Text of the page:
Jeremy Lin in Knicks-themed footy pajamas? Yes, please.
The London Underground commemorated its 150th anniversary with a quintet of maps made of Lego. But the creative display was built for more than fun and games. It shows how the network—the world’s first underground passenger railway—has evolved in a century and a half.
[Images: Instagram Users Krey47]
Google honors Maurice Sendak’s birthday with a moving Where The Wild Things Are doodle.
From Paris’s Vélib’ to New York’s CitiBike, this infographic compares the size of 29 of the world’s largest bike sharing systems.
Julia Solis takes photos of abandoned theaters.
The drama plays out in the abandoned theater as moisture invades the walls and causes the paint to peel off the walls, plaster decorations crumble to the floor, and velvet seats become dusty and mildewed.
“The laser gazer: Stares intensely into one’s eyes while he talks. Listeners either feel he is trying to dominate the conversation or find the intense gaze creepy.”
The Wall Street Journal dissects eye-contact etiquette
During the Egyptian Revolution in 2011, the country’s young people didn’t just vocalize their political dissent; they recorded it on their cities’ walls with murals, posters, and graffiti.
Rare photos of David Bowie give a behind-the-scenes look at some of his most iconic photos.
In a dark corner of the Internet, some people have a low-level obsession with the faces that are formed by naturally occurring phenomena in nature or indoors. We salute those people.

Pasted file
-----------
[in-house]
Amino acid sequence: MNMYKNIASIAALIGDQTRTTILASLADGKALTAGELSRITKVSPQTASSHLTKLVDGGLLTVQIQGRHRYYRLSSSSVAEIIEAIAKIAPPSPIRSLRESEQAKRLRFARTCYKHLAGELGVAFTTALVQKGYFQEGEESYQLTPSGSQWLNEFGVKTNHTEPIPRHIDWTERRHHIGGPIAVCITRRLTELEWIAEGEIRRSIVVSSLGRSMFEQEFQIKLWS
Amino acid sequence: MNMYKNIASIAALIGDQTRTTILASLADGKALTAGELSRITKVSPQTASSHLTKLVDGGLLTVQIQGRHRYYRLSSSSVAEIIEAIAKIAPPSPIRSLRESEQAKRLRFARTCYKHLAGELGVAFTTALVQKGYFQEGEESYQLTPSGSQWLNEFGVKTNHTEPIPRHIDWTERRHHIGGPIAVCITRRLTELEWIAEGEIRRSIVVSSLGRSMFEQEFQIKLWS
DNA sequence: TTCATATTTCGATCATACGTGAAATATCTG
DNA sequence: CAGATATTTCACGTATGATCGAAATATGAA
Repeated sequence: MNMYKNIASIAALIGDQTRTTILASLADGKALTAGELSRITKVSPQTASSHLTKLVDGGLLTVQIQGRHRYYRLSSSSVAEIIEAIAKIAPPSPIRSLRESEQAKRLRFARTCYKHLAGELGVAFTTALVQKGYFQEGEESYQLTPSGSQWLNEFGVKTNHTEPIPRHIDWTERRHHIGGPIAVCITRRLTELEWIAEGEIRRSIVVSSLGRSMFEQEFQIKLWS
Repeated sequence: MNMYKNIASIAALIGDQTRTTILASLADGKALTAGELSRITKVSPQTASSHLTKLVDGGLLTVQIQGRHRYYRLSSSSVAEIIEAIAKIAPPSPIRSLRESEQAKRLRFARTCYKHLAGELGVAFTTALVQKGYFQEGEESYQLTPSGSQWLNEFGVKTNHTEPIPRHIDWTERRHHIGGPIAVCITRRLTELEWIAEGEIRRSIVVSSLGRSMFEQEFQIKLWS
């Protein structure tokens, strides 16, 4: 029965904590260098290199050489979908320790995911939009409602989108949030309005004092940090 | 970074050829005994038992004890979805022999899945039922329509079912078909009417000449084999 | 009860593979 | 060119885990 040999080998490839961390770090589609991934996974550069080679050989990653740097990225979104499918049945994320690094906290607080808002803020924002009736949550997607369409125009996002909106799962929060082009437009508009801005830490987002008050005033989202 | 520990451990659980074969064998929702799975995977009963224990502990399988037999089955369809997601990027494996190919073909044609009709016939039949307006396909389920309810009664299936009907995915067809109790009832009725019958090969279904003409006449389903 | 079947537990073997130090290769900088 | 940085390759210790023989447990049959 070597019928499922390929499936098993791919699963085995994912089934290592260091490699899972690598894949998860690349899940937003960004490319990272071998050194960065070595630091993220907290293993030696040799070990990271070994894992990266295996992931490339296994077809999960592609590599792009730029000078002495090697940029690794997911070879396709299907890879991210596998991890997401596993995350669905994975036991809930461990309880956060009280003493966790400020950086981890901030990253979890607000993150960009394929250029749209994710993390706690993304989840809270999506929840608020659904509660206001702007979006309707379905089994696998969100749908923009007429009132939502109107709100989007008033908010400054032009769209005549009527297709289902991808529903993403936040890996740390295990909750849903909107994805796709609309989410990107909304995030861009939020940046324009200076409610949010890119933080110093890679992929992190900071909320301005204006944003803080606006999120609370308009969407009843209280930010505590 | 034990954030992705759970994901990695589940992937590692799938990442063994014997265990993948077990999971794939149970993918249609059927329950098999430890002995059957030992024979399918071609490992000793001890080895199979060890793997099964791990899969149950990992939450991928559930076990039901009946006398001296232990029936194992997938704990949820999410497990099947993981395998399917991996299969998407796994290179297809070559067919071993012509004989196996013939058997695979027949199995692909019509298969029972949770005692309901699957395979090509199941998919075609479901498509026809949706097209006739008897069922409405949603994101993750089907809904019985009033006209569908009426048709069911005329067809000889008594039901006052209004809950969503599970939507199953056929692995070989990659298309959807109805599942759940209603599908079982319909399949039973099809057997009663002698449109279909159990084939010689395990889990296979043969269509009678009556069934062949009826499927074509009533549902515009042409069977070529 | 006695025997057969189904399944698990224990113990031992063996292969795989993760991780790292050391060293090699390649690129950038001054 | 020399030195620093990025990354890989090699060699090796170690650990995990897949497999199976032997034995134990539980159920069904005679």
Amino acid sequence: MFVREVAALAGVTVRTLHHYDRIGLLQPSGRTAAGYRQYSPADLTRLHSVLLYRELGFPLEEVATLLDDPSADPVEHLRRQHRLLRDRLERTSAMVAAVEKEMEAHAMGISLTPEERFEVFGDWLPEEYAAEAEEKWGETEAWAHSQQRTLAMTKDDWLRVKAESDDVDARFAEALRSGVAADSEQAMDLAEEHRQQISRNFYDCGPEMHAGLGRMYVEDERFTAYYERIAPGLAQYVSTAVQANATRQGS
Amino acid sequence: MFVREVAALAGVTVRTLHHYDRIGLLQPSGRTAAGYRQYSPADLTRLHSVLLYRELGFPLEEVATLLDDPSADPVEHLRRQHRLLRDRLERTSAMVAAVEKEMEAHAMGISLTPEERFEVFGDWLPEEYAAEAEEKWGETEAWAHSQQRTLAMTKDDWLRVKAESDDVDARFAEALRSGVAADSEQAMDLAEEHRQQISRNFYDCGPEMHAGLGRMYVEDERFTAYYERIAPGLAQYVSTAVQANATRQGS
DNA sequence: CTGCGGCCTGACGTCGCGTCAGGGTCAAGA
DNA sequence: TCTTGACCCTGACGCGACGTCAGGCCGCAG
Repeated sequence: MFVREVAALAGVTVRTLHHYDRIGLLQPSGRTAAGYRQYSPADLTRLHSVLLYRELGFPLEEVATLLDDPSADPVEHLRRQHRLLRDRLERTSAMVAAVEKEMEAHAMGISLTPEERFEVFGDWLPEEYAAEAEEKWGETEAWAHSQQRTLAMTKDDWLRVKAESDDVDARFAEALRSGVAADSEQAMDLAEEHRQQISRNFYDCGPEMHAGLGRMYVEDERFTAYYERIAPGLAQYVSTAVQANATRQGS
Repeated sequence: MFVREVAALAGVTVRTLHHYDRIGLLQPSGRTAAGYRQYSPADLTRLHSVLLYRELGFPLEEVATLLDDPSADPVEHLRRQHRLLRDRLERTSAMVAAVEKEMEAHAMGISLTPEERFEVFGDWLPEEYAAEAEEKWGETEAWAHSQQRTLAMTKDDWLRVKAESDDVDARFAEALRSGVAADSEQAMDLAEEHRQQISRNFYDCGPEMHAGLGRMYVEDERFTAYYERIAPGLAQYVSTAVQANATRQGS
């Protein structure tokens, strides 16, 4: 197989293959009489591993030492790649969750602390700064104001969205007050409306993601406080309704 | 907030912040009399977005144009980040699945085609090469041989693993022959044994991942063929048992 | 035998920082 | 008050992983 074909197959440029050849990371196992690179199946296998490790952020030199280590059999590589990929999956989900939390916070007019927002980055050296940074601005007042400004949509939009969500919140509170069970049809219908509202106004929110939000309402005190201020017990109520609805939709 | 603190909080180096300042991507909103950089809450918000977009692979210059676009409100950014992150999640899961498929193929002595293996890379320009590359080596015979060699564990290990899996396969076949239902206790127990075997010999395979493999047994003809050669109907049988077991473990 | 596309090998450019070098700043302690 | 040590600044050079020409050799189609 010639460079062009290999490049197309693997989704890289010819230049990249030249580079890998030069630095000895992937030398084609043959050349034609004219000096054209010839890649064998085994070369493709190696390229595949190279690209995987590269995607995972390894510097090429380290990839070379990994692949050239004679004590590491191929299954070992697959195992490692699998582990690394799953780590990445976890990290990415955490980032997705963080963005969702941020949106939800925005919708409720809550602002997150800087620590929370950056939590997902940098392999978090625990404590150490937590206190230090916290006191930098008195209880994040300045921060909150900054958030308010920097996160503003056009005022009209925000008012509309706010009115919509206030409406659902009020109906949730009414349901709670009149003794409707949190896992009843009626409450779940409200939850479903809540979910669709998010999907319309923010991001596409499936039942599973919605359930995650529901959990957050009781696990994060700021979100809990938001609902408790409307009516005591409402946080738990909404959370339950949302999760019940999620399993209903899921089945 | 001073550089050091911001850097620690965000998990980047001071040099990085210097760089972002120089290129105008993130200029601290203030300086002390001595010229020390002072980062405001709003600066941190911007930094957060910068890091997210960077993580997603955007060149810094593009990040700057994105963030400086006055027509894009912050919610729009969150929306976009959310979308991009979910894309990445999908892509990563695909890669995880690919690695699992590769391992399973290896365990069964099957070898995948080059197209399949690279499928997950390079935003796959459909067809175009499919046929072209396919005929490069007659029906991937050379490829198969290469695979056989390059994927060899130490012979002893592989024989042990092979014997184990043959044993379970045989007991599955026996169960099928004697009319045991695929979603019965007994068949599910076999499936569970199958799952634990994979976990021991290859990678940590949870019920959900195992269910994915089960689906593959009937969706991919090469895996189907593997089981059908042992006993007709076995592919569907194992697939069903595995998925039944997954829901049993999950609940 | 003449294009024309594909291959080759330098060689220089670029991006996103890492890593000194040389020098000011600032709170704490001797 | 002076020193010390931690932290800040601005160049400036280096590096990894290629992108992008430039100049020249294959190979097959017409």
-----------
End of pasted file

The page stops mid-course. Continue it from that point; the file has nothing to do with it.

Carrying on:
The art world is stunningly sexist, as demonstrated by this infographic. Out of the 320 most expensive artworks sold in auction between 2008 and 2012, all but one was created by a man.
“Artists often possess the skills and temperament that business leaders regularly say are in short supply: creativity, resiliency, flexibility, high tolerance for risk and ambiguity, as well as the courage to fail.”
“Cymatics is like a magical tool that unveils the substance of things not seen. Sound does have form, and you can see that sound can affect matter and cause form in matter,” Pörksen tells Co.Design. “So maybe in the beginning there was sound, which shaped all matter. Indeed, we think sound has a fundamental influence on the formation of the universe itself.”